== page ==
Suggested preparation : At least 3 months prior to departure, it is recommended that you undertake aerobic exercise (this may include jogging, cycling or fast walking) for 30 minutes, three times a week. It is also advised to walk on variable terrain and in variable weather conditions. For a cycling adventure, road cycling twice a week is recommended and for adventures which involve paddling and kayaking, it is important to gain confidence and rhythm rather than speed prior to departure.
This category of tours involve trekking, kayaking and cycling for period of 6 to 8 hours a day at a fairly consistent pace. Ideal for people looking to slightly increase the heart rate. For our moderately rated tours, you must have a good level of fitness and also be in good health. It is also important to be prepared for variable weather conditions. Altitude may also come into play. This category of tours may involve visiting remote areas where facilities can be quite basic. Accommodation may also involve camping, homestays or basic accommodation where facilities may not be considered of western standards. To enjoy this style of travel, it is suggested for travellers to have a reasonable level of fitness and health, a positive attitude, as well as a fairly active lifestyle. An open mind is also required.
Suggested preparation: At least 3 months prior to departure, it is recommended that you undertake 45mins – 1 hour of aerobic exercise, three to four times a week. Some potential exercises that could be beneficial include hill walking with a backpack on over variable terrain and weather conditions, as well as running and cycling dependent on the activity you plan on undertaking.
This category of tours involves trekking, kayaking, cycling or other adventure activities in remote areas for up to 8 to 10 hours a day. It is important to note that with the remoteness of some regions comes a variety of other challenges such as variable weather conditions, accommodation as well as facilities. You must have an excellent level of fitness and good health to be able to partake in this category of tour. You must have confidence in your own ability and be in good physical condition. Includes extended periods of endurance.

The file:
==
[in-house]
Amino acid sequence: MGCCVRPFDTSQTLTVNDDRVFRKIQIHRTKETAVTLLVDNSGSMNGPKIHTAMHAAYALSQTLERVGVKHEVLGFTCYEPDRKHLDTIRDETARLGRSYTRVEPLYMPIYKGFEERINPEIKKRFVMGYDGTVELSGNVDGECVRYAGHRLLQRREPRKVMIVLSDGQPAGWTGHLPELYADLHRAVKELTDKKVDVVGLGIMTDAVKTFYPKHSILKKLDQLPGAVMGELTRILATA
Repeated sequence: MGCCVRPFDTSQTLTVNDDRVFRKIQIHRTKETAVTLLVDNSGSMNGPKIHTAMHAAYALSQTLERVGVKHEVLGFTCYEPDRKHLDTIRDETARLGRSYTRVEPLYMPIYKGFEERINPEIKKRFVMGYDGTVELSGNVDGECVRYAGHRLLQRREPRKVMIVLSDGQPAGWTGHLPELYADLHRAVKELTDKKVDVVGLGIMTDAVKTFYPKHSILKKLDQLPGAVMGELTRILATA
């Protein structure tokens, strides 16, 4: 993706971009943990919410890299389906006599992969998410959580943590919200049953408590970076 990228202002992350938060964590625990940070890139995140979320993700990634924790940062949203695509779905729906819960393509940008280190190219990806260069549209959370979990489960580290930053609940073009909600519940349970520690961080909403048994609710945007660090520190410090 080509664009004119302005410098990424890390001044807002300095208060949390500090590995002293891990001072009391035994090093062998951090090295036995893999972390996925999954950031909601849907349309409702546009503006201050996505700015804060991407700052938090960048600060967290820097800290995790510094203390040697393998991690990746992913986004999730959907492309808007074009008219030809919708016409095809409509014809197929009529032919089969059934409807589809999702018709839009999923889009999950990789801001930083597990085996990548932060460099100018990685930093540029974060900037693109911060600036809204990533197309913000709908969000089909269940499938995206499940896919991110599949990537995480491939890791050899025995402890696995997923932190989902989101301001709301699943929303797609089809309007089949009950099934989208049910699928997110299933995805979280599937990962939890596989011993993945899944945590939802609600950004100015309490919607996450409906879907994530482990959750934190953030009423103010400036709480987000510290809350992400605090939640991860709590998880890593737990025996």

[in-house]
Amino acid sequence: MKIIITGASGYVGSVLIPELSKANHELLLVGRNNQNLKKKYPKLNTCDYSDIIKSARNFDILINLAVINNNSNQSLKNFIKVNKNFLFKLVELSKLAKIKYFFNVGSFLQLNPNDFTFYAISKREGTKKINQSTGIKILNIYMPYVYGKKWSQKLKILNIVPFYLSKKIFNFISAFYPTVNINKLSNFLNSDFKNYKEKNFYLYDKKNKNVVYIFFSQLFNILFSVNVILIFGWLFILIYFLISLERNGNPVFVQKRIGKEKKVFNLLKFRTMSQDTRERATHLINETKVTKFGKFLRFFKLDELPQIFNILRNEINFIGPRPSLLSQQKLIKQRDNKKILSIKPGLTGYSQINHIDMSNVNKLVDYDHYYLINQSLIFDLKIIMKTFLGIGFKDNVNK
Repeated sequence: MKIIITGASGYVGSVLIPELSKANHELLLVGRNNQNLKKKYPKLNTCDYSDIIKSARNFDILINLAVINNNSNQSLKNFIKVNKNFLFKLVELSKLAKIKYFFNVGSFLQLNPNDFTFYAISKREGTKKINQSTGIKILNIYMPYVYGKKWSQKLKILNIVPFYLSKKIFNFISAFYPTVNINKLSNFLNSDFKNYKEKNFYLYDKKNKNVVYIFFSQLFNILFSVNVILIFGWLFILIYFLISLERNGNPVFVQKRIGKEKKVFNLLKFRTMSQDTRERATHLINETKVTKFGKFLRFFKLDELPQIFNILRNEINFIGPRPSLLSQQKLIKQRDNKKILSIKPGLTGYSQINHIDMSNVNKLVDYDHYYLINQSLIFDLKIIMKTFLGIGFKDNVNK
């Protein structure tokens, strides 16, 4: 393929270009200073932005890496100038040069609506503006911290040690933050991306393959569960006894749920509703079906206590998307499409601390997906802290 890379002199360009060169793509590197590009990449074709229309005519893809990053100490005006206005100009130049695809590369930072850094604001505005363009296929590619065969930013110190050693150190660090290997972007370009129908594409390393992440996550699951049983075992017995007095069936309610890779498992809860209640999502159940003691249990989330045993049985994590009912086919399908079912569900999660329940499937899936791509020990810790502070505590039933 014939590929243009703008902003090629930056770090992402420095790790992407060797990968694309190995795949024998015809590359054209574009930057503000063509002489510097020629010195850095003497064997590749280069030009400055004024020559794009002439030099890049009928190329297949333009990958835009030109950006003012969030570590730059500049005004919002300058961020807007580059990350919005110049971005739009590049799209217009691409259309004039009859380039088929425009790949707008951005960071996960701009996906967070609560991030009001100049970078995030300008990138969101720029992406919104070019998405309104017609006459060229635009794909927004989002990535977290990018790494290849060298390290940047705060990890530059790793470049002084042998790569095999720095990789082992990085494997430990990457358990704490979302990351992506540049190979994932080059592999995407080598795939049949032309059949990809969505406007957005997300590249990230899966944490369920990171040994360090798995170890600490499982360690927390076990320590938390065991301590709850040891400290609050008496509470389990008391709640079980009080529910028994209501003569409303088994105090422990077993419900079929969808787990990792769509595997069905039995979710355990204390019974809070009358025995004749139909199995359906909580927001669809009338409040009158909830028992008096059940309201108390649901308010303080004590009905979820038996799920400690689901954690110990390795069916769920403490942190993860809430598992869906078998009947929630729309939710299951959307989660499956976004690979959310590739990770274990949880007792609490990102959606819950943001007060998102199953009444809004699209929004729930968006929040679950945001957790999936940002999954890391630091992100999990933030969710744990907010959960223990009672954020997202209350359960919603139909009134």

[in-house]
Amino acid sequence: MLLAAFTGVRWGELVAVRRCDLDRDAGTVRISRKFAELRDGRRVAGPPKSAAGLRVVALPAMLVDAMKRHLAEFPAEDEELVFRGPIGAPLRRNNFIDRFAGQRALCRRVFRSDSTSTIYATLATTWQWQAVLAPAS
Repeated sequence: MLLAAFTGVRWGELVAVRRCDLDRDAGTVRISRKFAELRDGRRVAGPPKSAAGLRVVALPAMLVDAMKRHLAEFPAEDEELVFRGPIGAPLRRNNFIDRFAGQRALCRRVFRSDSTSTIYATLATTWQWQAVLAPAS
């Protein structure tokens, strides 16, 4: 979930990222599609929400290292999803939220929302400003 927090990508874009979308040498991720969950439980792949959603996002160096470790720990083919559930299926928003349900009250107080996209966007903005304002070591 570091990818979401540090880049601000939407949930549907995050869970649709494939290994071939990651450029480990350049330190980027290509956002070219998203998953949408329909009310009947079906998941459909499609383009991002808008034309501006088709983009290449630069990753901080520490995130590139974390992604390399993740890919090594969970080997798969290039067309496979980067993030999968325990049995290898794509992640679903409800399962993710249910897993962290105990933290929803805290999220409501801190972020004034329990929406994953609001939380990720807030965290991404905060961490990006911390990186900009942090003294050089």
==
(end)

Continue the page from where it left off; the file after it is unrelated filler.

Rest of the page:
Suggested preparation: At least 3 to 4 months of strenuous exercise, four times a week. When preparing for treks it would be beneficial to participate in hill walks with a weighted day pack (approximately 5-8 kg) once a week for aerobic fitness and strengthening of leg muscles. It is also important to do this on variable terrain to prepare for challenging adventures. When preparing for cycling adventures, regular bike riding (at least 4 to 5 times a week for 1-4 hours is essential). It is also important to cycle on uneven surfaces or even participate in other aerobic exercises such as running or swimming to build up strength and stamina. Altitude may also be a factor in these tours.
This category of tour often involves extreme trekking, cycling or other extreme adventure activities. It is important to expect remote and poorly defined tracks and to be prepared for variable weather conditions for 10 to 12 hours per day (may sometimes be more depending on weather and altitude). These adventures are suitable for travellers who have prior experience in strenuous travel and activities, are extremely fit and have excellent health. It is also important to note that some of the terrain on these adventures will involve trekking in snow, at high attitude levels and may require technical equipment.
Suggested preparation: It is important to note that physical fitness should be an ongoing activity, commencing around 5-6 months prior to departure, or even before if you have no prior fitness. Exercise should focus on building maximum endurance and stamina. Four to five hard sessions of 40-60 mins per week should be completed and can include exercises such as going to the gym, running, swimming or cycling to focus on building aerobic stamina. It could also be beneficial to prepare by hiking on rough terrain, in extreme weather conditions or partake in altitude training.